So… Leviticus! I studied this some then took a long break due to my trip to Asia, but I want to make a few last comments on this book which we often just gloss over. God has valuable truths for us here, and I don’t want to miss them. Leviticus is like a watermelon: much harder to eat than a peach, but delicious, nonetheless.
If interested in some other studies on Leviticus, see:
Onward to chapter 20!
The LORD said to Moses, 2 “Say to the Israelites: ‘Any Israelite or any foreigner residing in Israel who sacrifices any of his children to Molech is to be put to death. The members of the community are to stone him. 3 I myself will set my face against him and will cut him off from his people; for by sacrificing his children to Molech, he has defiled my sanctuary and profaned my holy name. 4 If the members of the community close their eyes when that man sacrifices one of his children to Molech and if they fail to put him to death, 5 I myself will set my face against him and his family and will cut them off from their people together with all who follow him in prostituting themselves to Molech.
It’s easy to come to a chapter like this and see nothing but a list of commandments: put so and so to death; don’t sleep with this or that. What is God speaking to us through this passage in the age of the church?
As I’ve studied Leviticus, I’ve been interpreting the Torah for Christians, which is different than how the children of Israel read it. Here’s some notes of how I’ve been doing this, which I think are good guideposts for anyone reading through the Law:
- Helps us understand the law that binds us. Rom. 7:1-6 states that we died to the law with Jesus and have been released from it. We now serve God in the new way of the Spirit, not in the old way of the written code. We ARE bound by the law of the Spirit (following His voice) and the law of love (love God; love your neighbor). Often, through commands in the Torah, we learn how better to fulfill the law of love. For example, in the 10 Commandments, we read that bit about not bearing false testimony. That’s loving your neighbor. The New Testament commands against sexual immorality, but it doesn’t tell us what exactly constitutes sexual immorality. I believe that the Old Testament sexual laws give more specifics in this matter.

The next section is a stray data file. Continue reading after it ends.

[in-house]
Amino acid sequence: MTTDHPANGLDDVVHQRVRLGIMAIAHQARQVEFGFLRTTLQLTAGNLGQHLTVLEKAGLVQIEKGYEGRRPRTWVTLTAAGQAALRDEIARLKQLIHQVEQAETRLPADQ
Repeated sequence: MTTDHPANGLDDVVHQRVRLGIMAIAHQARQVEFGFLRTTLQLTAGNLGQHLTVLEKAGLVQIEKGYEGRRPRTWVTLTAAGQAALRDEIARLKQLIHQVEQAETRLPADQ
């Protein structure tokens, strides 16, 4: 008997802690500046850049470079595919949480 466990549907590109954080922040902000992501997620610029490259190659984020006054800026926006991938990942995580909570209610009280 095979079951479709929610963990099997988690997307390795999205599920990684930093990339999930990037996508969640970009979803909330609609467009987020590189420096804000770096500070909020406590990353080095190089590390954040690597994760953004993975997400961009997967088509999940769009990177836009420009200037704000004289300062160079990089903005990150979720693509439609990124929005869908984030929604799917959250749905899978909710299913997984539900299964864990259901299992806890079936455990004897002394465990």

- Foreshadowing to completion. “The Law is a tutor that leads us to Christ” (Gal. 3:24) – The Law points to Jesus and the New Covenant. It did so back then as well, but they couldn’t see clearly. Now, the veil lifted, can we see the truths which the Torah speaks of. The sacrificial Passover lamb foreshadows the crucified lamb of God. The freed bird in the ceremony of cleansing for lepers represents the risen Savior. Col. 2:17 calls these shadows of the reality to come in Jesus.
- What truths about God does this reveal? As God does not change, truths the Law reveals about His character remain true. For example, through the cleanness laws, we understand God’s holiness. The natural world displays of His holiness through cleanness and wholeness, contrasted with dirt and disease.
- Outward versus inward. The focus for Israel was outward conformity to the letter of the law, ideally from a heart of love to God. We focus on conformity from the inside working outwards. We look at the heart behind the Law to see what relevance those laws have, today.
- Certain passages require understanding cultural factors. This is why God commanded against two kinds of crops in the same field, garments of two different kinds of materials, etc. Those related to local pagan practices. Generally, good commentaries help to figure out this sort of thing. No amount of prayer and meditation will reveal the full truth of a passage clouded by a vital cultural factor.